Abbas Kiarostami, the award-winning Iranian director whose 1997 film Taste of Cherry was awarded the Palme d’Or at the Cannes film festival, died aged 76, following a controversial surgery.
Kiarostami was born in 1940 in Tehran, and studied painting at the University of Tehran and immediately after that he began working as a graphic designer. In 1969 he joined Kanoon (the Center for the Intellectual Development of Children and Young Adults), where he flourished as a film-maker. The Report (1977), and his Koker trilogy (including Where is the Friend’s Home? ) were his breakthrough feature made during his stay as director of Kanoon’s film section. The latter brought him his first major award, the Bronze Leopard at the Locarno film festival.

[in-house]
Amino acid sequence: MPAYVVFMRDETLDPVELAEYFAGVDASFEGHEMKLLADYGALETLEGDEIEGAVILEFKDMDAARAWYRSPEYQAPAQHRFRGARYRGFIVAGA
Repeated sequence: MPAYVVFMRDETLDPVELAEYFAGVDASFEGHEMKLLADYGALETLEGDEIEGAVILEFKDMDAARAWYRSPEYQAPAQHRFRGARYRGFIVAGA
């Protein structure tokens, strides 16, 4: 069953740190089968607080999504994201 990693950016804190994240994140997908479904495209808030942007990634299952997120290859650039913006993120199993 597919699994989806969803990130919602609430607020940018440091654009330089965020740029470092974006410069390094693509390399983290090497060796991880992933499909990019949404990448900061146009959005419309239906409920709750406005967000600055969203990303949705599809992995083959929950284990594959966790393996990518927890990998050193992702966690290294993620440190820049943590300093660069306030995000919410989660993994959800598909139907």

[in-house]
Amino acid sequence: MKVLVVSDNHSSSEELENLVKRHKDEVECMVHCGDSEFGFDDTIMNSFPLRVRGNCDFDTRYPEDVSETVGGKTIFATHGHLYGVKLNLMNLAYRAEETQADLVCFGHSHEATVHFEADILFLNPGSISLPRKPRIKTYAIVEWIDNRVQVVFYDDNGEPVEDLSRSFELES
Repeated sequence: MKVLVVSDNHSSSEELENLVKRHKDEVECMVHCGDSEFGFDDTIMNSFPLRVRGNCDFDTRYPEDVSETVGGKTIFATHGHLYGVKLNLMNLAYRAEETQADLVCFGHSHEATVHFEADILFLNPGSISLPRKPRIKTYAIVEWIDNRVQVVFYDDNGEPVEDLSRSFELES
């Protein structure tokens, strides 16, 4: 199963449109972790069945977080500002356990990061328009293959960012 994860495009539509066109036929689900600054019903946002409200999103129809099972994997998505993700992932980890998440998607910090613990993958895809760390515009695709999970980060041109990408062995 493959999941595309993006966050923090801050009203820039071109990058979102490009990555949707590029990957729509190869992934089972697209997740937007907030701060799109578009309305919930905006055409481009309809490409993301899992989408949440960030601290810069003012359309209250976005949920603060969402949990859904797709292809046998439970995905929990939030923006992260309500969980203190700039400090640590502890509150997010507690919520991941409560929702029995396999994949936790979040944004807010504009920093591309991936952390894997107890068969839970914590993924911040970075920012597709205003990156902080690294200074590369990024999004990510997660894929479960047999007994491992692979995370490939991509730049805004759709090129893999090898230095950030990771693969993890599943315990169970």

Life, and Nothing More… (1992), Through the Olive Trees (1994), Homework (1989), Close-Up (1990) sparkled an unrivaled genius whose ‘upward ascension’ was confirmed in 1997 with Taste of Cherry – an account of a man’s quest for a helper through his suicidal attempt. The feature was awarded the Palme d’Or of that year.
Had he not been carried away by sudden death, the world would be blessed with more stunning works of his that would accomplish a trend of poetic thought and peerless vision.
May he rest in peace.
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